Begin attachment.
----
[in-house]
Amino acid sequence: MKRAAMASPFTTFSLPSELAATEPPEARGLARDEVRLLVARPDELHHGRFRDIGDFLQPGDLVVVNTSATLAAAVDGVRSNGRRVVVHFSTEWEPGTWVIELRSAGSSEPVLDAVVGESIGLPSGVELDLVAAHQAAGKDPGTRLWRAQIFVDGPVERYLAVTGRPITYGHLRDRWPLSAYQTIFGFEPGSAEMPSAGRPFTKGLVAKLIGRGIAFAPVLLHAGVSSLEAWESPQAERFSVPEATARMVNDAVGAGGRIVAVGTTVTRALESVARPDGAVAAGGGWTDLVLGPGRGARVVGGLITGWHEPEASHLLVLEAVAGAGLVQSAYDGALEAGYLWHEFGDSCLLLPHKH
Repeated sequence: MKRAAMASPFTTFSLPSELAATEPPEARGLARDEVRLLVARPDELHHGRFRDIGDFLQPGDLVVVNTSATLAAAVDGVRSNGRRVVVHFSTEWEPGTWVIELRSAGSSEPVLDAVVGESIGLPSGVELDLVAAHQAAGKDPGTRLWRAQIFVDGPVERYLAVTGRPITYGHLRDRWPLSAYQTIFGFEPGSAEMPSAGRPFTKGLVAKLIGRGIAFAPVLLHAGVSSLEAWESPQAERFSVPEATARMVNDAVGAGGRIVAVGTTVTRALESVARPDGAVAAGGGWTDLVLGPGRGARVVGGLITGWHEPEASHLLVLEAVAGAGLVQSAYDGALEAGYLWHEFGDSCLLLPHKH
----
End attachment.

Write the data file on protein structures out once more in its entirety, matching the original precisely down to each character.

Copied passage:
[in-house]
Amino acid sequence: MKRAAMASPFTTFSLPSELAATEPPEARGLARDEVRLLVARPDELHHGRFRDIGDFLQPGDLVVVNTSATLAAAVDGVRSNGRRVVVHFSTEWEPGTWVIELRSAGSSEPVLDAVVGESIGLPSGVELDLVAAHQAAGKDPGTRLWRAQIFVDGPVERYLAVTGRPITYGHLRDRWPLSAYQTIFGFEPGSAEMPSAGRPFTKGLVAKLIGRGIAFAPVLLHAGVSSLEAWESPQAERFSVPEATARMVNDAVGAGGRIVAVGTTVTRALESVARPDGAVAAGGGWTDLVLGPGRGARVVGGLITGWHEPEASHLLVLEAVAGAGLVQSAYDGALEAGYLWHEFGDSCLLLPHKH
Repeated sequence: MKRAAMASPFTTFSLPSELAATEPPEARGLARDEVRLLVARPDELHHGRFRDIGDFLQPGDLVVVNTSATLAAAVDGVRSNGRRVVVHFSTEWEPGTWVIELRSAGSSEPVLDAVVGESIGLPSGVELDLVAAHQAAGKDPGTRLWRAQIFVDGPVERYLAVTGRPITYGHLRDRWPLSAYQTIFGFEPGSAEMPSAGRPFTKGLVAKLIGRGIAFAPVLLHAGVSSLEAWESPQAERFSVPEATARMVNDAVGAGGRIVAVGTTVTRALESVARPDGAVAAGGGWTDLVLGPGRGARVVGGLITGWHEPEASHLLVLEAVAGAGLVQSAYDGALEAGYLWHEFGDSCLLLPHKH